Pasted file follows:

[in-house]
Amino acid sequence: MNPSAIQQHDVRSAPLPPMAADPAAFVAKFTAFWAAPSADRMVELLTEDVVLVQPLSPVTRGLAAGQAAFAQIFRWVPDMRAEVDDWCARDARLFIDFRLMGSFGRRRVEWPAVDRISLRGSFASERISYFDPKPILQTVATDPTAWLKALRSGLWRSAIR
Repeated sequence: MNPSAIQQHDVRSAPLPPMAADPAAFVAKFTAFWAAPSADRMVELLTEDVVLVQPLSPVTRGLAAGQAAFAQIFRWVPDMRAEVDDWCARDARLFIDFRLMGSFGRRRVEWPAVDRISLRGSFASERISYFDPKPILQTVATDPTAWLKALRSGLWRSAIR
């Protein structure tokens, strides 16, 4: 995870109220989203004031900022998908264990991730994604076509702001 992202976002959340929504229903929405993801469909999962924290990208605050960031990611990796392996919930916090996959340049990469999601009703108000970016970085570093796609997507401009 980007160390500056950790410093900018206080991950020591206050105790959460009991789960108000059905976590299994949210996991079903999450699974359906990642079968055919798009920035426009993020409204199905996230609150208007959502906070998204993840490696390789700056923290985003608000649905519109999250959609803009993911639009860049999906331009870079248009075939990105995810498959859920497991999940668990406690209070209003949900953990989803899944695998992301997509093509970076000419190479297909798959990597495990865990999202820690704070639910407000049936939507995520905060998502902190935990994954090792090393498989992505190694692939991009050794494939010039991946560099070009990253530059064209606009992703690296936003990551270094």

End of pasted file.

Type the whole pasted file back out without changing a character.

[in-house]
Amino acid sequence: MNPSAIQQHDVRSAPLPPMAADPAAFVAKFTAFWAAPSADRMVELLTEDVVLVQPLSPVTRGLAAGQAAFAQIFRWVPDMRAEVDDWCARDARLFIDFRLMGSFGRRRVEWPAVDRISLRGSFASERISYFDPKPILQTVATDPTAWLKALRSGLWRSAIR
Repeated sequence: MNPSAIQQHDVRSAPLPPMAADPAAFVAKFTAFWAAPSADRMVELLTEDVVLVQPLSPVTRGLAAGQAAFAQIFRWVPDMRAEVDDWCARDARLFIDFRLMGSFGRRRVEWPAVDRISLRGSFASERISYFDPKPILQTVATDPTAWLKALRSGLWRSAIR
């Protein structure tokens, strides 16, 4: 995870109220989203004031900022998908264990991730994604076509702001 992202976002959340929504229903929405993801469909999962924290990208605050960031990611990796392996919930916090996959340049990469999601009703108000970016970085570093796609997507401009 980007160390500056950790410093900018206080991950020591206050105790959460009991789960108000059905976590299994949210996991079903999450699974359906990642079968055919798009920035426009993020409204199905996230609150208007959502906070998204993840490696390789700056923290985003608000649905519109999250959609803009993911639009860049999906331009870079248009075939990105995810498959859920497991999940668990406690209070209003949900953990989803899944695998992301997509093509970076000419190479297909798959990597495990865990999202820690704070639910407000049936939507995520905060998502902190935990994954090792090393498989992505190694692939991009050794494939010039991946560099070009990253530059064209606009992703690296936003990551270094």